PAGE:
Khokhar tried to assure the court that a ‘high-level’ investigation was underway. “A first information report has been lodged and investigation has started,” he said. “You [should] accept your failure,” the judge remarked, adding that “everyone in the federal capital was feeling insecure”. He observed that the current situation was a product of ‘misgovernance’. “We are doing everything we can,” Khokar said. “Your efforts are not visible,” the judge said. “For the [past] three days, only meetings are being held, the SECP official could not be found,” he added.

Justice Minallah directed Khokhar to notify the federal cabinet about the matter. The interior secretary told the court that the prime minister will be informed and the matter will be placed before the federal cabinet in the next meeting. Justice Minallah said that there were reports that the commission for missing persons had taken notice of Gondal’s ‘abduction’. “Has it been established that this is a case of enforced disappearance that the commission took notice?” he asked. He inquired if the commission’s chairperson had found some information that indicated that this was a case of enforced disappearance, adding if the investigators have contacted the missing persons’ commission. “Is this a case of enforced disappearance?” the judge asked. “Nothing can be said about this right now,” Khokhar responded.

Justice Minallah said that the police’s investigation team should have contacted the chairperson of the commission to ask if the latter has some ‘personal information’. Khokhar urged the court to ‘let state departments do their job’.

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IHC chief justice berates interior secy on failure to recover SECP official Sajid Gondal – Pakistan

Islamabad High Court Chief Justice Athar Minallah on Monday berated the interior secretary, police and capital authorities after they failed to produce Securities and Exchange Commission of Pakistan (SECP) Joint Director Sajid Gondal, who has been missing since last week.

IHC had directed authorities to recover Gondal, who had gone missing on Thursday night, by today. The court was hearing a petition filed by Gondal’s mother, seeking recovery of her son from “unknown” abductors.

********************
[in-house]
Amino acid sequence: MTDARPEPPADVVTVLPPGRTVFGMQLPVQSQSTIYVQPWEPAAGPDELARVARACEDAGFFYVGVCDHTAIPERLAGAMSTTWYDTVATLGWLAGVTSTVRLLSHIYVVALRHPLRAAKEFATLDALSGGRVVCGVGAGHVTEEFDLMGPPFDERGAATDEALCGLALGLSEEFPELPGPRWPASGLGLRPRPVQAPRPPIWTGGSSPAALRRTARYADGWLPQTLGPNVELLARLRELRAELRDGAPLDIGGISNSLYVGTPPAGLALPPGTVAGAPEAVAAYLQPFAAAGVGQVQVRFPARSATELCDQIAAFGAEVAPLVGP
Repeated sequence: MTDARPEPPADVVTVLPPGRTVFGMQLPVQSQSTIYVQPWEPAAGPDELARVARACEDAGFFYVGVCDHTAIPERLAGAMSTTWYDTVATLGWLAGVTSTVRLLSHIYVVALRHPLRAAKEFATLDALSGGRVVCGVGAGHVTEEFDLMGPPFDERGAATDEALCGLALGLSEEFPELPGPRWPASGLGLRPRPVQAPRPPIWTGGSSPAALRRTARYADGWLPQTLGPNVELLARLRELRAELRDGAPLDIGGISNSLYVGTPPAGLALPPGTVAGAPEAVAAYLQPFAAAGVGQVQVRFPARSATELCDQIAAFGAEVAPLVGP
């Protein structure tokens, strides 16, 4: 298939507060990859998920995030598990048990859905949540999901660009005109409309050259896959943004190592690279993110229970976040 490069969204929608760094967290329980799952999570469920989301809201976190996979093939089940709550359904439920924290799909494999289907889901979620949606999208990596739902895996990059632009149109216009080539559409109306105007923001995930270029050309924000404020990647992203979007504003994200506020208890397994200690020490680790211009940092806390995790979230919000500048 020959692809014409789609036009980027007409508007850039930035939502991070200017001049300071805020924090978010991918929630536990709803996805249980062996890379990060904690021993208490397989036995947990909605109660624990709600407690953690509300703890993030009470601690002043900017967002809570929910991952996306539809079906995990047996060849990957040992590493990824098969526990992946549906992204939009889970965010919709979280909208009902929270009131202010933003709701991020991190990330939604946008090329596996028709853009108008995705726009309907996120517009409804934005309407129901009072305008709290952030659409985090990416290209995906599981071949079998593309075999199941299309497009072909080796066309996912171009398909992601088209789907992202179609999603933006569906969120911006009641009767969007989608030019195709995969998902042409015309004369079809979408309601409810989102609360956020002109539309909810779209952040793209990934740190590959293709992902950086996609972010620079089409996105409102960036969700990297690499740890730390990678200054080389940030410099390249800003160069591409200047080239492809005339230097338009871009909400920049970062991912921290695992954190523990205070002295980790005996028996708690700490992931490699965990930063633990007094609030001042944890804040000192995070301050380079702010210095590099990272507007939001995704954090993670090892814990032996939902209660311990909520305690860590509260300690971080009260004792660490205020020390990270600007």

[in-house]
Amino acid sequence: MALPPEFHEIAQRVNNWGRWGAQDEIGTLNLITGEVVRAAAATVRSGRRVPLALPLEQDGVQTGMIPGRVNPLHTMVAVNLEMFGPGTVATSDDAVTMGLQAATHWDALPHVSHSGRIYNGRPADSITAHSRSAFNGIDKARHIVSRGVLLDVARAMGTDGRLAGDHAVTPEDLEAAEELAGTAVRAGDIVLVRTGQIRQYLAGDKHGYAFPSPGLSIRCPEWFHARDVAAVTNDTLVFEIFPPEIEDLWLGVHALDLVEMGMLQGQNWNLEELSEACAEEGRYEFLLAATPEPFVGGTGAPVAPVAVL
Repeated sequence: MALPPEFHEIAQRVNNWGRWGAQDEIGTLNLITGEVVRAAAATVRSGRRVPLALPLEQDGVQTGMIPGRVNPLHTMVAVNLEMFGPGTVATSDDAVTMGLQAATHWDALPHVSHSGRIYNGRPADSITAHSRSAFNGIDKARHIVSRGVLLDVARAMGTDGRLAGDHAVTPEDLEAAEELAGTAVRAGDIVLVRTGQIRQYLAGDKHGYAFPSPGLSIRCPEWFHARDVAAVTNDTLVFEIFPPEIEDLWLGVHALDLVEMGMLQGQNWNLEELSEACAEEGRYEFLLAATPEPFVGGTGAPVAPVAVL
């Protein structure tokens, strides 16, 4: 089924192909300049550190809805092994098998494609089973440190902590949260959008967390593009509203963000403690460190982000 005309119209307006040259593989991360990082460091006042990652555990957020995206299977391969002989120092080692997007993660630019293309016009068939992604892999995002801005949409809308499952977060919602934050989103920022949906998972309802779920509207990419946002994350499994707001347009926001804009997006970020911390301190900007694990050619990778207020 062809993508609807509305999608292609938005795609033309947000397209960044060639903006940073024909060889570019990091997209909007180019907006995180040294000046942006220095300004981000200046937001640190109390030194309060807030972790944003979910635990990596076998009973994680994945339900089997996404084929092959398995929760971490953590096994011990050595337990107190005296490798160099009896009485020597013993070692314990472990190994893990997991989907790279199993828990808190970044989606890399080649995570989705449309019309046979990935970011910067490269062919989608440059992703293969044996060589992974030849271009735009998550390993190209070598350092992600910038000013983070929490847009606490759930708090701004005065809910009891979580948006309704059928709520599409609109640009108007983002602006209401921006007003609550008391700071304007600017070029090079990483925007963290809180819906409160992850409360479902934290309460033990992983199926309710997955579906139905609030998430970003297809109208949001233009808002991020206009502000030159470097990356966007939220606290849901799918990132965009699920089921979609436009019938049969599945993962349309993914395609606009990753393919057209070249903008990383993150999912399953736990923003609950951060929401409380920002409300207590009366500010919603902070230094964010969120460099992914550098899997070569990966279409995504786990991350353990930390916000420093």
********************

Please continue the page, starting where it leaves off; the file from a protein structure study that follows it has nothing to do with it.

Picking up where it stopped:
During today’s proceedings, Justice Minallah noted that authorities had been unsuccessful in producing the SECP official before the court and said: “Give court one example of [a case] in which missing citizen was recovered.”

“Someone should accept responsibility for this,” the high court top judge remarked.

He asked interior secretary Yousaf Naseem Khokhar if the prime minister had been “told what is happening in the federal capital”.

“I am sure you have not told the prime minister about this [case]. As soon as the prime minister gets to know about this, the state’s response would be different,” Justice Minallah said, adding that the court had “complete confidence” in the prime minister.

Khokhar tried to assure the court that a “high-level” investigation was underway.

“A first information report has been lodged and investigation has started,” he said.

“You [should] accept your failure,” the judge remarked, adding that “everyone in the federal capital was feeling insecure”. He observed that the current situation was a product of “misgovernance”.

“We are doing everything we can,” Khokar said.

“Your efforts are not visible,” the judge said. “For the [past] three days, only meetings are being held, the SECP official could not be found.”

“How would you have acted if such a thing happened with a federal minister’s son?” Justice Minallah asked. He directed Khokhar to notify the federal cabinet about the matter. The interior secretary told the court that the prime minister will be informed and the matter will be placed before the federal cabinet in the next meeting.

Justice Minallah said that there were reports that the commission for missing persons had taken notice of Gondal’s “abduction”.

“Has it been established that this is a case of enforced disappearance that the commission took notice?” he asked. He inquired if the commission’s chairperson had found some information that indicated that this was a case of enforced disappearance, adding if the investigators have contacted the missing persons’ commission.

“Is this a case of enforced disappearance?” the judge asked.

“Nothing can be said about this right now,” Khokhar responded. Justice Minallah said that the police’s investigation team should have contacted the chairperson of the commission to ask if the latter has some “personal information”.

The judge also lamented that investigation officers were not properly trained and that there was not even a prosecution branch in Islamabad. What should a constitutional court do in such cases, he asked.

Khokhar urged the court to “let state departments do their job”.

Justice Minallah noted that the court was the “protector of people’s constitutional right” while adding